It’s a difficult question. Probably one of the hardest to answer. Why does God allow pain and suffering? The Curiosity Collective brings together thought leaders, authors, philosophers, and theologians to explore this difficult question.
My son has had severe epilepsy since he was born. For 15 years, he’d have 10 to 20 epileptic seizures every day, and, uh, our whole life was basically revolved around his disability, and yet I would pray for other friends who had sick children, and it seemed like their kids got better, um, but my son didn’t.
The one moment that redefined this question for me was probably in 2004 with the tsunami that happened in Asia, and just the sheer devastation of a natural disaster just brought me to my knees and where I was at the television saying, “God, seriously, why?”
The question, “How can God allow these bad things to happen?” I think is a, it’s a reality. It’s a hard, hard question, in fact maybe the hardest question.
God allows humankind to make their own choices, and ultimately they can lead to some magnificent things. I mean, you have a look at the extraordinary things— extraordinary things that human beings have been able to accomplish, uh, in the freedom and autonomy that God has given us. But the downside or the dark side of this autonomy or this freedom is that we can just create the vilest and contemptible and cruel and vicious outcomes of being human.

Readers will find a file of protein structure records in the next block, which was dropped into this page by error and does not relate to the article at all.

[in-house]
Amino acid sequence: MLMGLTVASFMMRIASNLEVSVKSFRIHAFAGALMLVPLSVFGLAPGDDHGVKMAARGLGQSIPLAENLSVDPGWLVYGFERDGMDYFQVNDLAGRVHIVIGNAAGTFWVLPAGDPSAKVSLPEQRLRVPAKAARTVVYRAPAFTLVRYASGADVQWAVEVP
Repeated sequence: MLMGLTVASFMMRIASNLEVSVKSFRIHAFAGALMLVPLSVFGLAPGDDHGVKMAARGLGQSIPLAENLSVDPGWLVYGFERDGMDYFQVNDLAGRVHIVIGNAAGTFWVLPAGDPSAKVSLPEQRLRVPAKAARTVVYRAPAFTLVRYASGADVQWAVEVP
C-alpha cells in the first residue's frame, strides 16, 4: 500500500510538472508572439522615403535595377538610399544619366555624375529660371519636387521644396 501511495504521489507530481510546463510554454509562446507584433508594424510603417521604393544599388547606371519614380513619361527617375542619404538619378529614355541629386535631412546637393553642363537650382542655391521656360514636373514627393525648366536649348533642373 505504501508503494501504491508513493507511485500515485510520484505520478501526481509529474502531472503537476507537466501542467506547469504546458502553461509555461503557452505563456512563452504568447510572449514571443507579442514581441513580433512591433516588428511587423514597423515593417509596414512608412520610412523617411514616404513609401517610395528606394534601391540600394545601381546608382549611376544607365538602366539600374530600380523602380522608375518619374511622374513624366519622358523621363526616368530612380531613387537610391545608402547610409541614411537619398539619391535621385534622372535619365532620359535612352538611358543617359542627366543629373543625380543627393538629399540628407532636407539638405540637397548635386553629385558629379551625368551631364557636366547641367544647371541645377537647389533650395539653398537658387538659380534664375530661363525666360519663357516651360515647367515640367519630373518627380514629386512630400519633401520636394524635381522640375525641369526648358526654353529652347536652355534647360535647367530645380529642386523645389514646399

A lot of what we see in the world— in my opinion, of what I’ve experienced— is, you know, you have generations of men, you know, women, father, mother, children. When they make the choice not to love— love God, love each other— you play that out, and um, there, there’s a lot of pain that comes with that.
When I talk to people about the stuff they’ve gone through, I— to be honest, the for me, the best answer and the, the most appropriate response is— as a Christian, as a believer— is to cry too. To hold the hand and to weep too, and then to introduce them to someone who helps pull you out of a pit, and not in some weird, messed up, quick-fix kind of a way. I get really annoyed when we Christians propose it as an answer as, like, the quick, in a box, fix that changes everything. Um… But there’s a, there’s a phrase, I— it’s in one of the books of the Bible— which talks about— I… and it’s this, it says, “I know my Redeemer lives.” And, um, and that part of the Bible has always won me, because it talks about this person who buys back all that’s been lost, um, through your own helplessness, um, through violence, through your own foolishness. And, um, that’s who I met: someone who, who helped me over, over years and blood, sweat, and tears, um, bring back that— what was lost.
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